Fields Medals in Mathematics won by four under 40

Credit…Ruth Fremson/The New York Times

Most top mathematicians discovered the subject when they were young, often excelling in international competitions.

In contrast, math was a weakness for June Huh, who was born in California and grew up in South Korea. “I was pretty good at most subjects except math,” he said. “Maths was on average remarkably mediocre, meaning I did quite well on some tests, but almost failed on others.”

As a teenager, Dr. Huh becoming a poet, and he spent a few years after high school pursuing that creative pursuit. But none of his writings were ever published. While attending Seoul National University, he studied physics and astronomy and considered a career as a science journalist.

Looking back, he recognizes flashes of mathematical insight. In high school in the 1990s, he played a computer game, “The 11th Hour.” The game featured a puzzle of four knights, two black and two white, placed on a small, oddly shaped chessboard.

The task was to exchange the positions of the black and white knights. He spent more than a week swinging before realizing that the key to the solution was finding which squares the knights could go to. The chess puzzle could be rearranged as a chart where each knight could move to a neighboring unoccupied square, and a solution could be seen more easily.

Rearranging math problems by simplifying and translating them in a way that makes a solution clearer has been the key to many breakthroughs. “The two formulations are logically indistinguishable, but our intuition works in only one of them,” said Dr. huh.




A puzzle of mathematical thinking

A puzzle of mathematical thinking

Here is the puzzle that June Huh hit

The New York Times

Goal: Swap the positions of the black and white knights.

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It wasn’t until his senior year of college, when he was 23, that he rediscovered mathematics. That year, Heisuke Hironaka, a Japanese mathematician who had won a Fields Medal in 1970, was visiting professor at Seoul National.

dr. Hironaka taught algebraic geometry, and Dr. Huh, long before he got his PhD, he thought he’d write an article about Dr. Hironaka could write. “He’s like a superstar in most of East Asia,” said Dr. Huh about Dr. Hironaka.

Initially, the course attracted more than 100 students, said Dr. huh. But most students soon found the material incomprehensible and dropped the lesson. dr. Huh continued.

“After three lectures there were five of us,” he said.

dr. Huh went to lunch with Dr. Hironaka to discuss mathematics.

“It was mostly him who talked to me,” said Dr. Huh, “and my goal was to pretend I understood something and respond in the right way so that the conversation kept going. It was a challenging task because I really didn’t know what was going on.”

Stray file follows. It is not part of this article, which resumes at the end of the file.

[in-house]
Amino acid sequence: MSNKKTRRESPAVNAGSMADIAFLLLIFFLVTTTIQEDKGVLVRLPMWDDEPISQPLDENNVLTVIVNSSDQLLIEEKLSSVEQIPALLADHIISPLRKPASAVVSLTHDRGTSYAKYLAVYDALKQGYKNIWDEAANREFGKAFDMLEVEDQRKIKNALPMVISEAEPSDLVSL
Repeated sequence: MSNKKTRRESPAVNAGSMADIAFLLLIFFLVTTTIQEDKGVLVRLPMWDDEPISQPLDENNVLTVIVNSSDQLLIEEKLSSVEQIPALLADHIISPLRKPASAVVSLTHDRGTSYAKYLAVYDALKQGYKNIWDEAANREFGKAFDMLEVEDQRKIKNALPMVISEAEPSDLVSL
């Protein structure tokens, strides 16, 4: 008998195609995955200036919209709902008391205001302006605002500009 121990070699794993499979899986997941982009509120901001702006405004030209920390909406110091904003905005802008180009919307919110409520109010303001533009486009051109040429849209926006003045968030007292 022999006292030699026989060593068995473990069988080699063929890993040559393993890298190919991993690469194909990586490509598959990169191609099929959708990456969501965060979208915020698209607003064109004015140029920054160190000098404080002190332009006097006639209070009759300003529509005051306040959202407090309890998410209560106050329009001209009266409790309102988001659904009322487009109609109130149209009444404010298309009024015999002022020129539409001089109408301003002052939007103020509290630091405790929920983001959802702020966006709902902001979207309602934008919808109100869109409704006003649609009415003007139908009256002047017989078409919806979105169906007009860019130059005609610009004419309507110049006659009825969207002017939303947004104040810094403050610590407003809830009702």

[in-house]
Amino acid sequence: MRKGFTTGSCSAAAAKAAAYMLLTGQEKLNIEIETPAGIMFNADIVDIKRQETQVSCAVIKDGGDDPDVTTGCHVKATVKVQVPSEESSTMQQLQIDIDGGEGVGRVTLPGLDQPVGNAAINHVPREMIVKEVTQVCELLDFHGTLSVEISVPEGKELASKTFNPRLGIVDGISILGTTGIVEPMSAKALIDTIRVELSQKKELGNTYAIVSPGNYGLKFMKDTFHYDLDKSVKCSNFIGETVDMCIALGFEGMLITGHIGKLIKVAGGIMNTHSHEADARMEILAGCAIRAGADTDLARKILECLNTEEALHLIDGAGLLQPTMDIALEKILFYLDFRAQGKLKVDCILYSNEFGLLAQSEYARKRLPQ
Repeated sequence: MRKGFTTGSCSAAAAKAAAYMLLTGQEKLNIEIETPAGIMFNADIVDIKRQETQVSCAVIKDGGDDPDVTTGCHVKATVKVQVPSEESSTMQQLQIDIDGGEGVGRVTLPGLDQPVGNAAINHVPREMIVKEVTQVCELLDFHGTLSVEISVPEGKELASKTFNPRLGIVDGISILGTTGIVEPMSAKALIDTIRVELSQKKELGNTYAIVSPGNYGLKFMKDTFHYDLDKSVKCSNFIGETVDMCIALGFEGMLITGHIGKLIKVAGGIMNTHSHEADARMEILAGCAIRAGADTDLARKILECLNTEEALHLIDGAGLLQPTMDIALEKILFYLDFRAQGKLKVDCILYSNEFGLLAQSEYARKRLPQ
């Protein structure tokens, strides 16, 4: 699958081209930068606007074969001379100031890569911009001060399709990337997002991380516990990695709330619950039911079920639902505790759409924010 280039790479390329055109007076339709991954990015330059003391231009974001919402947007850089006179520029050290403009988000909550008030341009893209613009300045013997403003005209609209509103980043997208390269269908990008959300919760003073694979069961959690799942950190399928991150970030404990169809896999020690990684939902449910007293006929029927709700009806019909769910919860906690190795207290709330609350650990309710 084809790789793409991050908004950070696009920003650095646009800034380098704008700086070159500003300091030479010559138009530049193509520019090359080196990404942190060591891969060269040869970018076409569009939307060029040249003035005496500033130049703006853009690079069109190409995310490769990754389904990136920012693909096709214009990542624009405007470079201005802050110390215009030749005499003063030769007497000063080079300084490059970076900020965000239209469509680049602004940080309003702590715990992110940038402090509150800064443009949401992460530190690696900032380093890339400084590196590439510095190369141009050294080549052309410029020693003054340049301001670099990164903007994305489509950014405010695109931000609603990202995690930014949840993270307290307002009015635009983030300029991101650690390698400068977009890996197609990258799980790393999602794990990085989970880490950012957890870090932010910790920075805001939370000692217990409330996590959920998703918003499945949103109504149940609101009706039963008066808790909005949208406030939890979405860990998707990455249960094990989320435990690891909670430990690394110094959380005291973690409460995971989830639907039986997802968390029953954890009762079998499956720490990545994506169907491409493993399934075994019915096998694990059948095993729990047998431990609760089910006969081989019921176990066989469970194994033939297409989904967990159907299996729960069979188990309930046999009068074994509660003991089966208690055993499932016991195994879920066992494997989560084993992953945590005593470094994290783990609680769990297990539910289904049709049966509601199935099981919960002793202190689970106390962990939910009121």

dr. Huh graduated and started working on a master’s degree with Dr. Hironaka. In 2009, when Dr. Huh applied to a dozen graduate schools in the United States to earn a doctorate degree.

“I was pretty sure that despite all my failed math courses in my undergrad transcript, I had an enthusiastic letter from a Fields Medalist, so I would be accepted from many, many graduate schools.”

All but one rejected him – the University of Illinois Urbana-Champaign put him on a waiting list before finally accepting him.

“It’s been an exciting couple of weeks,” said Dr. huh.

In Illinois, he began the work that brought him fame in the field of combinatorics, a field of mathematics that finds out how many ways things can be shuffled. At first glance, it looks like playing with Tinker Toys.

Consider a triangle, a simple geometric object — what mathematicians call a graph — with three edges and three vertices where the edges meet.

One can then ask questions such as, given a certain number of colors, how many ways are there to color the vertices where none can have the same color? The mathematical expression that gives the answer is called a chromatic polynomial.

More complex chromatic polynomials can be written for more complex geometric objects.

Using tools from his work with Dr. Hironaka, proved Dr. Huh Read’s conjecture, which described the mathematical properties of these chromatic polynomials.

In 2015, Dr. Huh, along with Eric Katz of Ohio State University and Karim Adiprasito of the Hebrew University of Jerusalem, developed the Rota conjecture, which involved more abstract combinatorial objects known as matroids rather than triangles and other graphs.

For the matroids, there is another set of polynomials, which exhibit the same behavior as chromatic polynomials.

Their proof yielded an esoteric piece of algebraic geometry known as the Hodge theory, named after William Vallance Douglas Hodge, a British mathematician.

But what Hodge had developed “was just one example of this mysterious, ubiquitous appearance of the same pattern across all mathematical disciplines,” said Dr. huh. “The truth is that we, even the best experts in the field, don’t know what it really is.”

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